Too often the senior housing industry invites and encourages seniors to move into a senior housing community where they will be pampered and entertained to death.  This is a story of something very different.

The Los Angeles based photojournalist JonathanAlcorn watched as his father deteriorated and ultimately died from Alzheimer’s and he wanted to do something about it.  The fruit of this desire was an amazing initiative called “Silverado Life: A Thousand Words”.  Here is how it worked: The Set-up Jonathan gathered 4 other professional photographers and descended on each of the five Silverado  Memory Care Assisted Living communities in the Los Angeles area. They spent one to three days at each community working with the residents asking them to capture  the beauty of life, from their perspective.

Silverado Life, A Thousand Words Photo Show Jonathan Alcon, Loren Shook

The idea was, that the very best photos from each of the communities would be showcased in a special gala event at ThePerfectExposureGallery and the photos would be auctioned off to benefit the Alzheimer’s Association. It took about 5 weeks to host photography days at each of the communities.  At the end of the process Jonathan curated the results by selecting 50 amazing photos that were mounted and framed for the September 27, 2012 event.  The gala was attended by the professional photographers, including the new “professionals” who live at the five Silverado communities, their family members, area healthcare professionals, local media and the general public, At the end of the evening almost all the photos were sold raising a total of $6,000 for the Alzheimer’s Association. What Makes This So Cool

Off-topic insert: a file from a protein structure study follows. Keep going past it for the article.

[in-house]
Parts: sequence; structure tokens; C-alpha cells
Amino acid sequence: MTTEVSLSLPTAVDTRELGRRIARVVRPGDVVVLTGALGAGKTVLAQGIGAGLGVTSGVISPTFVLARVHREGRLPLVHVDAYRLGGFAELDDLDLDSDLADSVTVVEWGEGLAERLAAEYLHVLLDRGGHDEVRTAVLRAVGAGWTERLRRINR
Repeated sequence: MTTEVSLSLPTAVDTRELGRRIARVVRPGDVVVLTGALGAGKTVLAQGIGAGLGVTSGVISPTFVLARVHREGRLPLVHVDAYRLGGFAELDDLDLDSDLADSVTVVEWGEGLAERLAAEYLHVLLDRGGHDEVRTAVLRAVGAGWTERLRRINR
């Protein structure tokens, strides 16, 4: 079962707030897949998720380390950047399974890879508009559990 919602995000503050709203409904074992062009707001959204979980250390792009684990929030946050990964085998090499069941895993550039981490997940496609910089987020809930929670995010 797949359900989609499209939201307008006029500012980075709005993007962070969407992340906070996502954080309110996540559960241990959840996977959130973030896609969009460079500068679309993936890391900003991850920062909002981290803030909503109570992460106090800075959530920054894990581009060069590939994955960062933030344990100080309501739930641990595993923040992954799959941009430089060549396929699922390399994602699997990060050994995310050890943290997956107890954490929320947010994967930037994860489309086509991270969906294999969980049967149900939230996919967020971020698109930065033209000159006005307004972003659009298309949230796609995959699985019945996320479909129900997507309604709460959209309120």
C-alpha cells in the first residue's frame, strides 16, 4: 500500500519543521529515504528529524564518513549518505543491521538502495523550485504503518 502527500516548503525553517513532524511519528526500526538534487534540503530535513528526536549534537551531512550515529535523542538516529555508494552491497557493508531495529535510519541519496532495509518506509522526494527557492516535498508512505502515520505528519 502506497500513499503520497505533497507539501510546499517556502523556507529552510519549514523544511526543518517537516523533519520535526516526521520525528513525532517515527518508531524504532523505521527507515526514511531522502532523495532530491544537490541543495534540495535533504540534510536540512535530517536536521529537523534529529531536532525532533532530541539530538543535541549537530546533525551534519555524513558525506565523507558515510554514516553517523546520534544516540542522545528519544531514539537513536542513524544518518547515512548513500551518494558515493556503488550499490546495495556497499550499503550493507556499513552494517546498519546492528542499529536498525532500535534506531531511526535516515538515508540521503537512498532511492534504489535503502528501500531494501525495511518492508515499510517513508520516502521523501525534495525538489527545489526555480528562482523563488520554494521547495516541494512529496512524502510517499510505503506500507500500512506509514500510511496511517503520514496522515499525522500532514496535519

• It is a testament to the families,  public and staff, reminding them that despite the loss of cognitive abilities affected individuals are still people with a life worth living.
  • The focus was on what the residents can do, not on what they can’t do.
  • It allowed family members to see their mom or dad, aunt or uncle, or their grandparent as people and not something or someone to be pitied or afraid of.
  • The process of taking the photos and exhibiting photos were “here and now” experiences for individuals that have largely been written off.
  • The residents loved the experience of taking photos . . . and of being creative.
  • The residents loved seeing their personal works on display.
  • Because the event raised $6,000 for the Alzheimer’s Association, the residents and their families knew they were still contributing to society making it the perfect kind of senior event.

Ultimately what this event said to family, friends and the public was that being in a senior community, having Alzheimer’s, being in the last years of their life was not a “long goodbye” but was rather a “hello, I am in a new, different and valuable phase of my life”.   Here is a link to some additional photos Finally, if you have a great story about how you did an activity that engaged your residents and gave back to the community, we would be interested in talking to you about telling the story here. Steve Moran